Mobile Vouchers are a hybrid customer acquisition tool somewhere between a gift card and a coupon – with one major advantage over both: they come packaged with the ability to follow up via direct mobile messaging, thereby greatly increasing repeat business and customer lifetime value.

With services like Groupon, or similar daily deal providers, a merchant pays a premium to have Groupon promote a product or service to their network (primarily via email and web visits) and then splits the proceeds. Done deal. The merchant is then left to hope that the customer experience is good enough that they remember to return.

In contrast, Mobile Vouchers address the major shortcoming of traditional couponing campaigns by providing a dual service. Retailers deliver the promotion in the form of a set value account, identified by a unique 16 digit number (similar to a virtual gift card). Depending on the type of business and associated margin, this may offer a profitable opportunity in and of itself. Mobile Vouchers then go one step further by including an additional high value asset in the form of a pre-qualified, opted-in mobile subscriber list.

While a detailed breakdown quantifying the benefits of mobile marketing is beyond the scope of this post, a one line summary of the core value proposition might go something like:

“Mobile marketing is best thought of as a parallel to email marketing, but delivered to a user’s most immediate, closely monitored, frequently opened, guaranteed-delivery inbox.”

Sounds great right? The only catch for marketers wanting to access this inbox is that users have to give them explicit permission to do so in the form of an opt-in. Unlike email lists, mobile lists cannot be bought and sold.

This is where Mobile Vouchers really shine as a multifaceted personalized engagement tool. Not only do they offer all the benefits of traditional coupons, but they also serve as an incentive for users to sign up to receive follow-up information via one of the most powerful, ubiquitous, direct communication channels available. These follow-up communications can be as simple as an alert that a voucher is set to expire in 3 days, notification of an upcoming promotion, or fully interactive campaigns allowing users to sign up for email lists, participate in polls, or check out other products they might want (based on what they chose to purchase with the voucher if you like – thanks analytics!).

The above characteristics are are just a few of the ways Mobile Vouchers benefit businesses looking for a cutting edge promotion. Other advantages include the ability to maintain brand equity by offering a set value voucher rather than a discount coupon and tracking data analyzing when a voucher was received, when it was used, what it was used on, where it was used, etc.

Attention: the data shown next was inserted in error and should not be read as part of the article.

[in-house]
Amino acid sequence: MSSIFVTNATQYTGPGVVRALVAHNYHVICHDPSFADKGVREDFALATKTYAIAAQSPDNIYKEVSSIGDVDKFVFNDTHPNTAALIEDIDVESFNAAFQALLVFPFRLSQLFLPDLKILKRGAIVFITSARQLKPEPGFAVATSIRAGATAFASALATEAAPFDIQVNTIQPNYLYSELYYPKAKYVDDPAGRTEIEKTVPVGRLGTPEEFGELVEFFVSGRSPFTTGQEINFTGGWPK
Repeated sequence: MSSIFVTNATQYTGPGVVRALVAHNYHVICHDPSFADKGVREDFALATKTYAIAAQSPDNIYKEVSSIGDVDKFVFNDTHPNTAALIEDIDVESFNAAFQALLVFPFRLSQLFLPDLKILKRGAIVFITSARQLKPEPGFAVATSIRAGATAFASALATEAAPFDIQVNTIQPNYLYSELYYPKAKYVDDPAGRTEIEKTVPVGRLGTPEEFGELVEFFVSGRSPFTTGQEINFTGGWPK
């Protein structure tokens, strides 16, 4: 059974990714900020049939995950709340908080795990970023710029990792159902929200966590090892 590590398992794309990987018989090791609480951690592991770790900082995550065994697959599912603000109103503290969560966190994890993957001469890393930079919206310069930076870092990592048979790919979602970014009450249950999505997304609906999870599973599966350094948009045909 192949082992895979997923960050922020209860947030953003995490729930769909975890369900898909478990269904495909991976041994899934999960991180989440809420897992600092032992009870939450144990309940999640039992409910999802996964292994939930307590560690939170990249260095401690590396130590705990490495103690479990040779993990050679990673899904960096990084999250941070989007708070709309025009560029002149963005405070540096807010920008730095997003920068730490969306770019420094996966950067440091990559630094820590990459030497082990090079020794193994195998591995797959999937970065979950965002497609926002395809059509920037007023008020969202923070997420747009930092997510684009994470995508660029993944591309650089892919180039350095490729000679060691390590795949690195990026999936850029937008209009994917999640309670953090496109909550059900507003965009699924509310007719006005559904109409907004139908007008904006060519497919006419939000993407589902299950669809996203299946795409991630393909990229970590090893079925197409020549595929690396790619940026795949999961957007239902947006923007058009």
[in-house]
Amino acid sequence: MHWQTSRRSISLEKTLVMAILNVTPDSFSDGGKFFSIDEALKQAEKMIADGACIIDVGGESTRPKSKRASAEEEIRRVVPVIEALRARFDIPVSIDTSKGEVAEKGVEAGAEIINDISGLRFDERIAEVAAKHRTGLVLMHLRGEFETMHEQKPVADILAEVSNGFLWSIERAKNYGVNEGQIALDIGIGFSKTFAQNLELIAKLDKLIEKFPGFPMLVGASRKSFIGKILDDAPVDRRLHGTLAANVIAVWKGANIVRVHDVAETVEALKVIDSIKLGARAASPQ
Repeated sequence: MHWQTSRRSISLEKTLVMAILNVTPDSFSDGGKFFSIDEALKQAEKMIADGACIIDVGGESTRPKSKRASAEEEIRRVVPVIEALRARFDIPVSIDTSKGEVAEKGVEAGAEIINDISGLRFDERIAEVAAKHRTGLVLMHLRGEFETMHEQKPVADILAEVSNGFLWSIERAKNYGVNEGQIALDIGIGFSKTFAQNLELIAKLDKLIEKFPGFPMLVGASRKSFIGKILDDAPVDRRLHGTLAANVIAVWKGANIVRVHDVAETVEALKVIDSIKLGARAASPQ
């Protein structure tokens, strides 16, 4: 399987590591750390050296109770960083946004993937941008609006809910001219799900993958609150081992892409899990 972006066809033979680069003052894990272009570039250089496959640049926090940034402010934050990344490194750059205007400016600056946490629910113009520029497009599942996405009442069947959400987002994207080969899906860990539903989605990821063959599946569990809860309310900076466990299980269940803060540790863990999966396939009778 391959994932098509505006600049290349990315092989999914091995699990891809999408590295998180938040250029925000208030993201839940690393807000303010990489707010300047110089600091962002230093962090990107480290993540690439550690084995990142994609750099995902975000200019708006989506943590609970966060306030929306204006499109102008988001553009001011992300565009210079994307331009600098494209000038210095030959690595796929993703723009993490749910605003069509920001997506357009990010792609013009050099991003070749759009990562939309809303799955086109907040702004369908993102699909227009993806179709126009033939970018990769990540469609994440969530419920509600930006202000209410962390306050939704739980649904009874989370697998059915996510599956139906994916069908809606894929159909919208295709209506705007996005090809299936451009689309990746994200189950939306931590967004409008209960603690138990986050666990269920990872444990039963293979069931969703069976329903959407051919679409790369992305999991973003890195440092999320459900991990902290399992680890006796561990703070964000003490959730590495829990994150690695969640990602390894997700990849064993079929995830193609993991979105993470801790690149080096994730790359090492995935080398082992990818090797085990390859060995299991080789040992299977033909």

While mobile vouchers are a new innovation not yet widely released, it seems a foregone conclusion that they will not remain that way for long. Boasting all of the advantages of traditional coupons, combined with the benefits of gift card programs, and topped with a ubiquitous marketing channel to increase customer return rate and maximize lifetime value, one can expect to see Mobile Vouchers become more widespread in the very near future.

For those folks investigating mobile vouchers, here are three crucial best practices to keep in mind:

1) Margin Matters 

The cost of the goods you’re selling is going to determine the initial profitability of a Mobile Voucher campaign. While it would be nice to have customers receive a $1 voucher and spend $10 on average, that’s not typically going to be the case.  Make sure you understand your average customer purchase compared to the value you want to provide for your Mobile Voucher.

2) Return Business is Key

As I mentioned, many types of businesses will lose money on an initial voucher program. This is the cost of customer acquisition/marketing, whereas true value comes in the ability to maximize the lifetime value of these acquired customers. Make sure you develop your ongoing communication strategy prior to launching any flavor of a coupon campaign.  While Mobile Vouchers come packaged with both a list and channel for follow up communications, it’s still crucial that marketers determine how to provide the best possible user experience (and highest retention rate) possible.

3) Pricing Has A Comparatively Small Impact on ROI

What you pay to a vendor for each voucher isn’t nearly as important as redemption and return customer rates. A technology that offers campaign management tools and analytics to bring customers in and encourages them to return will produce a much higher ROI than a traditional “one-and-done” coupon campaign without powerful underlying technology.

  • dave

    nice article

  • KaneRussell

    Per the article’s description of Groupon, thought this was an interesting follow-up about other dynamics of coupon/voucher/gift card/group purchase campaigns: 

    Groupon’s whale problem | VentureBeat http://bit.ly/xMiaad

  • http://www.facebook.com/mene.romero Mene Romero

    Take a look at beevou, beevou alows everybody to create, send and manage electronic vouchers and coupons with support to mobile, it works like a charm!. http://www.beevou.com